3. First versus Second Wave of Tech Companies. “Economic second mover advantage”. 2nd movers can catch up very fast. First players spend huge amount. Second one can get close with much less spending. (RF: because of open source and MLaaS and public learning.)

In legal tech, the best is yet to come. The time to build is now.




Session Description

How research in AI and Law is automating legal work (Katie Atkinson)

AI and cognitive computing has hit the headlines with success stories such IBM’s Watson defeating human world champions on the game show Jeopardy! and Google DeepMind’s AlphaGo beating human experts at the notoriously difficult board game Go. This poses the question as to whether these technologies can be applied to solve problems in other domains. Looking at the legal domain, there is a whole community focused on developing AI solutions specifically for use in law. In this talk I will provide an overview of the variety of underlying research problems being tackled by the AI and Law academic community and how these are now starting to feed through into useable, fielded applications.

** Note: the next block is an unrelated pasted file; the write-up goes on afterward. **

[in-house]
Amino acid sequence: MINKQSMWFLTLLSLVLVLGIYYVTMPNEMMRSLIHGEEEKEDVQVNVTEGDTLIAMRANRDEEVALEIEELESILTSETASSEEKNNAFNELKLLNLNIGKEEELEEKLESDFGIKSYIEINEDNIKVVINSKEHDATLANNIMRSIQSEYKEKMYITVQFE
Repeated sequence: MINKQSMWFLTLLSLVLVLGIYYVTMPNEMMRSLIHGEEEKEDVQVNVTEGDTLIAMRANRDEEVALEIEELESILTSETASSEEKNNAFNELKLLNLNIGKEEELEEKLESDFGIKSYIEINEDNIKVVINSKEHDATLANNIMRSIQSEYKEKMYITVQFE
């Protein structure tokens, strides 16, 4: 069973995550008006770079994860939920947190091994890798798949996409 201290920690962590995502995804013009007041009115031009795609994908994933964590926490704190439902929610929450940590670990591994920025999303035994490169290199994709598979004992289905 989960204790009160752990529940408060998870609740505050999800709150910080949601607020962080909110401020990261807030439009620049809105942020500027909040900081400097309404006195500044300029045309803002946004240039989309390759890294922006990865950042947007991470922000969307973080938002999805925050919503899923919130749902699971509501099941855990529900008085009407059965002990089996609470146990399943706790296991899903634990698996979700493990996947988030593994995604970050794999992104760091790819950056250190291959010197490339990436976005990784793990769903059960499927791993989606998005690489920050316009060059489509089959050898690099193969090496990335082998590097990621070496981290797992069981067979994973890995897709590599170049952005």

Artificial Intelligence + Law – Hype, Reality, Economics and Plausible Opportunities (Daniel Katz)

Artificial intelligence and law is among the most discussed trends in the legal industry. Like the emergence of many other trends, the hype and reality have arguably become largely decoupled. In his talk, Professor Katz will highlight relevant trends in the industry, the schools of thoughts in the artificial intelligence research community, the set of use cases that have or can be plausibly developed in the near future and finally the rapidly changing economics of artificial intelligence.